Fetterman is a collector and dealer in photographs, mainly from the 20th century, and this is a peep into his extraordinary collection, with work by both acknowledged masters and people you have never heard of

Fetterman is a collector and dealer in photographs, mainly from the 20th century, and this is a peep into his extraordinary collection, with work by both acknowledged masters and people you have never heard of.

Each photograph is accompanied by a note from the photographer and an appreciative line or two from Fetterman himself, and the shots range across the whole gamut of the art, from the intimate to the epic.

I Love You 

by Mario Testino (Taschen £60, 248 pp)

Does anyone truly need a huge, weighty, picture-packed book about weddings? Maybe not, but what a magnificent artefact

Does anyone truly need a huge, weighty, picture-packed book about weddings? Maybe not, but what a magnificent artefact

Does anyone truly need a huge, weighty, picture-packed book about weddings? Maybe not, but what a magnificent artefact. Testino is an eminent fashion and portrait photographer from Peru, who may be the most expensive wedding photographer in the world.

Anyway, here are photographs from his family’s weddings, his friends’ weddings and not a few Royal weddings. Testino was even in the car with Kate Moss (pictured) on the way to her wedding. He says he loves photographing her.

‘She has the ability to make you feel that there is no one more amazing to be with and nowhere better and more beautiful to be than at her side.’

A wonderful present for a 2023 bride, as long as she has a budget for her wedding well in excess of £100,000…

The Queen and Windsor

by Gill Heppell (photographs) & Hugo Vickers (words) (Zuleika £50, 272 pp)

There have been quite a few books this year celebrating the Queen, but this is one of the most unusual

There have been quite a few books this year celebrating the Queen, but this is one of the most unusual

There have been quite a few books this year celebrating the Queen, but this is one of the most unusual. Heppell and Vickers were originally commissioned by the Windsor Platinum Jubilee Committee to produce a coffee table book in a limited edition of 70, number 1 of which went to the Queen herself. Now it’s being published more widely. Heppell’s photos are mainly recent and generally unguarded, featuring the beloved monarch in a number of natty hats and royal headscarves.

Windsor itself never looks less than cinematic, and Vickers’ words are as judicious as you might expect from someone who has written more royal books than you or I have had hot dinners.

If any book costing £50 could be said to be a ‘bargain’, this might be it.

Wild Light: A Printmaker’s Day & Night

by Angela Harding (Sphere £25, 192pp)

Angela Harding doesn’t sentimentalise these animals; she draws what she sees, which is what we would probably see, if we were looking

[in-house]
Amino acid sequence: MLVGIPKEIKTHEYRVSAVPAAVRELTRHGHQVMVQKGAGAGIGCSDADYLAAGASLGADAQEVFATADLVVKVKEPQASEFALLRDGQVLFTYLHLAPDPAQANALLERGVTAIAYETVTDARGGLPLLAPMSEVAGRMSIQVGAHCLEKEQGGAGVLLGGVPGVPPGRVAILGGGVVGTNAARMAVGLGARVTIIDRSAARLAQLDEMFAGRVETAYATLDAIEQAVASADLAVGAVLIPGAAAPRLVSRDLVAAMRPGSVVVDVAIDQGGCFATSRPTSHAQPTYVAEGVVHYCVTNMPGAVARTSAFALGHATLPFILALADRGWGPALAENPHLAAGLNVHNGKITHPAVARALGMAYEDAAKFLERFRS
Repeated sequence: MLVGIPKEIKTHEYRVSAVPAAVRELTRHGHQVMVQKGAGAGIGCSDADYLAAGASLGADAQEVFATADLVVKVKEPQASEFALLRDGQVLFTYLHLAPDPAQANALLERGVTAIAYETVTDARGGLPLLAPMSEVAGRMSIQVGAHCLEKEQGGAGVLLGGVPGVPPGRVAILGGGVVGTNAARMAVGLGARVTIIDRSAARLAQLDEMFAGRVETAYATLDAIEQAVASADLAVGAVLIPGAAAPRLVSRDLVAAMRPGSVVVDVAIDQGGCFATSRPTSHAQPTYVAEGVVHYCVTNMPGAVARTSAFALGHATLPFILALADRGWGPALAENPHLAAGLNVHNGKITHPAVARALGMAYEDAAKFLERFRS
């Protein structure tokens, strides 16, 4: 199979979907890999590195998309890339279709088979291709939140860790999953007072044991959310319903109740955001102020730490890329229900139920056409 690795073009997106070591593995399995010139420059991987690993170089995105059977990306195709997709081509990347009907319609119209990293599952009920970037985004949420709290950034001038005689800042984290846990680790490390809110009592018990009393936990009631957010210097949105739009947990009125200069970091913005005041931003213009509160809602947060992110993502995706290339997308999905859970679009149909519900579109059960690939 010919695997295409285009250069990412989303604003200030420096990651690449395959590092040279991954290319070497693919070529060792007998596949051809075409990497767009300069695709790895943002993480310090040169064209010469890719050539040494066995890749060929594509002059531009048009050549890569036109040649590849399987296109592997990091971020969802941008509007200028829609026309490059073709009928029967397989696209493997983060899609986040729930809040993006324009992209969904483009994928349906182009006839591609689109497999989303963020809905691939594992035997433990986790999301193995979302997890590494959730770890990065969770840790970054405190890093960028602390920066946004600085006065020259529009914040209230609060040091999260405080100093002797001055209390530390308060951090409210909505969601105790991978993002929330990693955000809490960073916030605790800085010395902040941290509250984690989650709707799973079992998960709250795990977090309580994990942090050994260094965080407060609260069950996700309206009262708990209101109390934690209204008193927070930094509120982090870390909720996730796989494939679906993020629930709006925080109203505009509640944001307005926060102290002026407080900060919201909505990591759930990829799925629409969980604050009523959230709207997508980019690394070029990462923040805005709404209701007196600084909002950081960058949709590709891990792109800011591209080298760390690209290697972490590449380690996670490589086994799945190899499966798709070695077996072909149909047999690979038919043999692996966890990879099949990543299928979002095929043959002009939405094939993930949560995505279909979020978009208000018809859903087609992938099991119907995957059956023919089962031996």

Angela Harding doesn’t sentimentalise these animals; she draws what she sees, which is what we would probably see, if we were looking

Angela Harding has been a printmaker and illustrator for more than 30 years. This book celebrates the various shades of light she sees in the morning, at noon, in the fading of day and at the dead of night.

Her prints and drawings of the nature she spots, mostly in her back garden in Rutland, but also in Norfolk and on the Cornish coast, are stylised and very beautiful: her birds, in particular, seem to fly even more fluidly than real birds, and her foxes slink more threateningly than even the slinkiest real fox.

Even in an illustration for a gardening magazine she managed to throw in an unusually beady-eyed bird intent on some nameless mischief.

She doesn’t sentimentalise these animals; she draws what she sees, which is what we would probably see, if we were looking. Marvellous.

Elvis And The Birth Of Rock And Roll

by Alfred Wertheimer (Taschen £50, 336pp)

Here are photos of Elvis at the very beginning of his career, when he was barely 21 and not used to being photographed thousands of times a day

Here are photos of Elvis at the very beginning of his career, when he was barely 21 and not used to being photographed thousands of times a day

Of course, if the Rolling Stones looked young in 1972, it’s as nothing compared with how young Elvis Presley looked in 1956.

Here are photos of the great man at the very beginning of his career, when he was barely 21 and not used to being photographed thousands of times a day.

Here he is leaning on his hands, drinking a glass of water and generally looking beautiful, which was his number two job after singing all those amazing songs.

You might manage to forget how beautiful Elvis was as a youth, until you open the pages of this book. Wertheimer followed him everywhere for a fortnight, and took more than 2,500 pics, never searching for what Cartier-Bresson called the ‘decisive moment’, but hoping that the sheer volume of portraits would do the job. They do, triumphantly.